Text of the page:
Forgot your password?

The Year of 2008 In Cybercrime 47

Posted by CmdrTaco
from the a-whole-lot-less-britney dept.
BobB-nw writes "Underground botnet markets and high-profile spam cases headlined the year in tech crime. One of the most disturbing cybercrime trends in 2008, many security analysts say, has been the emergence of a full-blown underground economy where credit card information, identity theft information, and spam and phishing software are all available for relatively low prices. 2008 also saw major developments in the cases against three major spammers in the United States."
This discussion has been archived. No new comments can be posted.

The Year of 2008 In Cybercrime

Comments Filter:
  • by ColdWetDog (752185) on Monday December 15, 2008 @12:06PM (#26120547) Homepage
    Worse. ANOTHER stupid, mindless Networkworld slide show.

    Can someone please rustle up a good old Scientology bashing article, please?
  • Emergence? (Score:5, Insightful)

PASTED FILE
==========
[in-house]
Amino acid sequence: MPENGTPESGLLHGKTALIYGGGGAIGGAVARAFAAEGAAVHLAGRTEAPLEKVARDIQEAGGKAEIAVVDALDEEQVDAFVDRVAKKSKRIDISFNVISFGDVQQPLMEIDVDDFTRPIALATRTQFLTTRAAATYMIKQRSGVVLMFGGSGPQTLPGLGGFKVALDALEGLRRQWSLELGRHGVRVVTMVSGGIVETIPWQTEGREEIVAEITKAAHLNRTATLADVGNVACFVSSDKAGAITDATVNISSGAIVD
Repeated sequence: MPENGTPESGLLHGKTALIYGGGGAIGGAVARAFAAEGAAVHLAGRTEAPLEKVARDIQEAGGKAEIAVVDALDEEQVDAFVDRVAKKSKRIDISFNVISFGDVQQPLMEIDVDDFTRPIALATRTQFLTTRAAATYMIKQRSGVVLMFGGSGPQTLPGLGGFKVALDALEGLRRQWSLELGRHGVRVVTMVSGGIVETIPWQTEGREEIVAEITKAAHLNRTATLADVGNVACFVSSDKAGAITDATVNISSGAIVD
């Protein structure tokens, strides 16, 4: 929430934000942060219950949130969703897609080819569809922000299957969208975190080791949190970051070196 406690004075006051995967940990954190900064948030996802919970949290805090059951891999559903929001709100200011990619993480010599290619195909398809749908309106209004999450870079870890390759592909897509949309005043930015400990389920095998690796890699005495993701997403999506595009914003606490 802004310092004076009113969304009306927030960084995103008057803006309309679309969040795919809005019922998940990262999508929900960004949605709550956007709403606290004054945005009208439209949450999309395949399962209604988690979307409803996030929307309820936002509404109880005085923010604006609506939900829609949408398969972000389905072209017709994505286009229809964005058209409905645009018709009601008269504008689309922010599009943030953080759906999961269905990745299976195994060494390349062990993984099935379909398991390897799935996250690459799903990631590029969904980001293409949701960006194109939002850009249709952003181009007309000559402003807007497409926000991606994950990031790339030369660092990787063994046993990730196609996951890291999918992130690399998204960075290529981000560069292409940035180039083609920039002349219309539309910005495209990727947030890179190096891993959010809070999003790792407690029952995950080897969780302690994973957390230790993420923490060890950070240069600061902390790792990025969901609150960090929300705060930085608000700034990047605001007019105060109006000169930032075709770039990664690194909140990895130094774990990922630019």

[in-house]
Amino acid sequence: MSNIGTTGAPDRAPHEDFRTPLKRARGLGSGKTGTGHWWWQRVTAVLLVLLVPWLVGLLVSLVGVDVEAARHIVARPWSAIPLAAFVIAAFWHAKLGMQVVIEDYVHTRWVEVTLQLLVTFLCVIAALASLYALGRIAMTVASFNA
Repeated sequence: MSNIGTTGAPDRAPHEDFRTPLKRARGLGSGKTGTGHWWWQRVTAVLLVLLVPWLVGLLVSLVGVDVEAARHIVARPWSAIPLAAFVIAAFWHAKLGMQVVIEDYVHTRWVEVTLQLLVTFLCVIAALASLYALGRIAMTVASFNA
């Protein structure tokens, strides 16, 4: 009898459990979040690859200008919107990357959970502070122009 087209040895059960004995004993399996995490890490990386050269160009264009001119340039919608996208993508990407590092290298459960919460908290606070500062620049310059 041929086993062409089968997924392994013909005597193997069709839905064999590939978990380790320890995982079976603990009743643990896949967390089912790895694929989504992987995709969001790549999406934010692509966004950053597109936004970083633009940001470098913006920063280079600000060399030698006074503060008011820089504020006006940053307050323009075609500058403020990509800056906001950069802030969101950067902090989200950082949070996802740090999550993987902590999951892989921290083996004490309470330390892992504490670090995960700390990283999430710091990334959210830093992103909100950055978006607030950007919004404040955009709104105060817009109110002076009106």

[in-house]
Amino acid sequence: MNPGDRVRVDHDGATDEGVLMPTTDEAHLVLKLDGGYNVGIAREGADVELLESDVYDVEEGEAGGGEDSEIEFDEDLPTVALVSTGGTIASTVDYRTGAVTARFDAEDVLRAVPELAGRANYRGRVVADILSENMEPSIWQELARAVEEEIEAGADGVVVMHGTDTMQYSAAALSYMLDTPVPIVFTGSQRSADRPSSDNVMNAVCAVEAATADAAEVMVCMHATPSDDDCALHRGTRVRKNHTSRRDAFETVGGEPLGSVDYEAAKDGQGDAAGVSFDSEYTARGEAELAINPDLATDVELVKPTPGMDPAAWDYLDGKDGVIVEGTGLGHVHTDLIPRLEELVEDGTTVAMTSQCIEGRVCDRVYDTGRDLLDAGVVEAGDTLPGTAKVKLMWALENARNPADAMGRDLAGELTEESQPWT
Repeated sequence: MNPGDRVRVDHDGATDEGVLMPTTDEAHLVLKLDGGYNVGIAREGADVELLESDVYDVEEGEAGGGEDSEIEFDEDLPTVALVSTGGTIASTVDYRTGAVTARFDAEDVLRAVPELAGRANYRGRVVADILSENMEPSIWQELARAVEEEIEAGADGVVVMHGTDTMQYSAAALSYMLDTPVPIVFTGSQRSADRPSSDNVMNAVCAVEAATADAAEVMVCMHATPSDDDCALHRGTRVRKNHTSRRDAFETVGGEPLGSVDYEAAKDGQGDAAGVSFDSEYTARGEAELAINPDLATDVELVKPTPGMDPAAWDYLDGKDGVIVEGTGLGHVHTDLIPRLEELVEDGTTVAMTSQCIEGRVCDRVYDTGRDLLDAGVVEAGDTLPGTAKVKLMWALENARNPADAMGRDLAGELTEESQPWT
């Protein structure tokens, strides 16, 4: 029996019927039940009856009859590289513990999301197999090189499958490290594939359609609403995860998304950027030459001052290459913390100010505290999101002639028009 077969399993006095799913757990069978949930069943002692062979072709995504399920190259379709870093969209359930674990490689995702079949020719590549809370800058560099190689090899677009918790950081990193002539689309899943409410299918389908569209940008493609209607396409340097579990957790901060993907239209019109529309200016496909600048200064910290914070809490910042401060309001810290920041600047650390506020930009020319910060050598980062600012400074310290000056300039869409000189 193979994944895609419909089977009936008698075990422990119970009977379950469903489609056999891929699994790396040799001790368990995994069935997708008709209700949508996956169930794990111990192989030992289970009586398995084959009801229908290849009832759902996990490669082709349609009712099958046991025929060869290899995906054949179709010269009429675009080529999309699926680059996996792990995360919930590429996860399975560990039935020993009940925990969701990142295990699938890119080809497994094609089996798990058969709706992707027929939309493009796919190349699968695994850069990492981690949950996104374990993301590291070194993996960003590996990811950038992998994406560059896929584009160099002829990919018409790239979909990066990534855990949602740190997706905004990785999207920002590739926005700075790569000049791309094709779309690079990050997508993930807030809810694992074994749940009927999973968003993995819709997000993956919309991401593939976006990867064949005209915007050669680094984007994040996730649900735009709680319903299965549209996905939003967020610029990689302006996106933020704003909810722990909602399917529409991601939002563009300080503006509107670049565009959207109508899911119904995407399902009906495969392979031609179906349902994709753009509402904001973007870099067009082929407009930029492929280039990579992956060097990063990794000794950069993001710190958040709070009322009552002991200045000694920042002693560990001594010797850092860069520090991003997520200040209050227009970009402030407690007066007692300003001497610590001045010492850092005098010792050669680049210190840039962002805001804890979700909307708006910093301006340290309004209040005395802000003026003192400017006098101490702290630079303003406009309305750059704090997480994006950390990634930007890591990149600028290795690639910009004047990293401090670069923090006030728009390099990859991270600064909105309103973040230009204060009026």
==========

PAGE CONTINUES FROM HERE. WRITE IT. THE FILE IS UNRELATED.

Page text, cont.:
by MosesJones (55544) on Monday December 15, 2008 @12:12PM (#26120593) Homepage

    Hasn't there always been an underground crime racket in things like check fraud, ID fraud, ID forging, financial fraud, theft etc. It isn't that this is an emerging market, more than it is where the old market has moved into. In the same way as Wallmart moved from the real to the virtual so are the criminals.

    Sure its slightly different in that you don't get mugged and it can be better automated and scaled, but fake or duplicate passports have been around for years as has the ID theft problem. Hell in a world where Illinois can elect 4 out of 8 corrupt governors its hardly surprising that there is a problem with fraud and extortion.

    This isn't news about a market that is new, its news about how existing crime organisations are going into new markets, just like the Mafia et al shifting from alcohol and protection into drugs. There has always been a problem with organised crime and there has always been an underground market for illegal information and products (after all these are just different illegal shipments).